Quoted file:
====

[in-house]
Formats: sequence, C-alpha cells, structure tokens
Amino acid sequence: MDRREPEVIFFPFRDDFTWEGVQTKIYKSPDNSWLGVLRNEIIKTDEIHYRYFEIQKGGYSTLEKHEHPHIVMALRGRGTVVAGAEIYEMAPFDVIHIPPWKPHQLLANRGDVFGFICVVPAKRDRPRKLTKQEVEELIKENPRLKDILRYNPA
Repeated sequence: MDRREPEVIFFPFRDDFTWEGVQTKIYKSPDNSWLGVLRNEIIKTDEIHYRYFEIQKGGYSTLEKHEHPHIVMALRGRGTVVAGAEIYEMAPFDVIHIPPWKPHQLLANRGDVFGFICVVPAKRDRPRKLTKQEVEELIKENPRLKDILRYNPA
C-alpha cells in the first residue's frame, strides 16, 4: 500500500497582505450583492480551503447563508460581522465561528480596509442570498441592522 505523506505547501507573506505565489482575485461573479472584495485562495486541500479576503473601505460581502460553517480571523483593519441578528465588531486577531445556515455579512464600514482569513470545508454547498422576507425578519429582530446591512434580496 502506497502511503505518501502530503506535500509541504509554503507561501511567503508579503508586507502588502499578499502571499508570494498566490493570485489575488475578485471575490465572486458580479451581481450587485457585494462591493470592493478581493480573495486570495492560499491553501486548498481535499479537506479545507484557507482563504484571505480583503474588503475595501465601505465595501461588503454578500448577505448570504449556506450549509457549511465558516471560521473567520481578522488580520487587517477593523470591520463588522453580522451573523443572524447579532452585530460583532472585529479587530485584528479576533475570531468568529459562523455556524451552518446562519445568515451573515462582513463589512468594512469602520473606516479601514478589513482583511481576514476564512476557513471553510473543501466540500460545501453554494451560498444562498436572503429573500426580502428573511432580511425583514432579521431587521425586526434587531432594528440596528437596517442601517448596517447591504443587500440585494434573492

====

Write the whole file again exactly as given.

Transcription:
[in-house]
Formats: sequence, C-alpha cells, structure tokens
Amino acid sequence: MDRREPEVIFFPFRDDFTWEGVQTKIYKSPDNSWLGVLRNEIIKTDEIHYRYFEIQKGGYSTLEKHEHPHIVMALRGRGTVVAGAEIYEMAPFDVIHIPPWKPHQLLANRGDVFGFICVVPAKRDRPRKLTKQEVEELIKENPRLKDILRYNPA
Repeated sequence: MDRREPEVIFFPFRDDFTWEGVQTKIYKSPDNSWLGVLRNEIIKTDEIHYRYFEIQKGGYSTLEKHEHPHIVMALRGRGTVVAGAEIYEMAPFDVIHIPPWKPHQLLANRGDVFGFICVVPAKRDRPRKLTKQEVEELIKENPRLKDILRYNPA
C-alpha cells in the first residue's frame, strides 16, 4: 500500500497582505450583492480551503447563508460581522465561528480596509442570498441592522 505523506505547501507573506505565489482575485461573479472584495485562495486541500479576503473601505460581502460553517480571523483593519441578528465588531486577531445556515455579512464600514482569513470545508454547498422576507425578519429582530446591512434580496 502506497502511503505518501502530503506535500509541504509554503507561501511567503508579503508586507502588502499578499502571499508570494498566490493570485489575488475578485471575490465572486458580479451581481450587485457585494462591493470592493478581493480573495486570495492560499491553501486548498481535499479537506479545507484557507482563504484571505480583503474588503475595501465601505465595501461588503454578500448577505448570504449556506450549509457549511465558516471560521473567520481578522488580520487587517477593523470591520463588522453580522451573523443572524447579532452585530460583532472585529479587530485584528479576533475570531468568529459562523455556524451552518446562519445568515451573515462582513463589512468594512469602520473606516479601514478589513482583511481576514476564512476557513471553510473543501466540500460545501453554494451560498444562498436572503429573500426580502428573511432580511425583514432579521431587521425586526434587531432594528440596528437596517442601517448596517447591504443587500440585494434573492